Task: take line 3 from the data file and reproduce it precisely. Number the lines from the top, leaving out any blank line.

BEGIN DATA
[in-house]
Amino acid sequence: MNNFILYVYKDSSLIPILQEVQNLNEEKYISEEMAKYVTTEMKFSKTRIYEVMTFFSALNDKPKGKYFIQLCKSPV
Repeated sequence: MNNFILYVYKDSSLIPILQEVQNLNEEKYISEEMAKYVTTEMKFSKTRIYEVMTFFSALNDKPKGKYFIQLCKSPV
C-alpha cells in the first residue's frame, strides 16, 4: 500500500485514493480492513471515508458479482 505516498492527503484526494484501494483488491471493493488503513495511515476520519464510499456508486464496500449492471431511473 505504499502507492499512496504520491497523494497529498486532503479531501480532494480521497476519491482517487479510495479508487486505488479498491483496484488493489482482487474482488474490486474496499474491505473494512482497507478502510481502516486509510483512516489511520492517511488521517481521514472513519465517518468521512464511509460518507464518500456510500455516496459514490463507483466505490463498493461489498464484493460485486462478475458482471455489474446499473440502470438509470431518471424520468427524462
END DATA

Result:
Repeated sequence: MNNFILYVYKDSSLIPILQEVQNLNEEKYISEEMAKYVTTEMKFSKTRIYEVMTFFSALNDKPKGKYFIQLCKSPV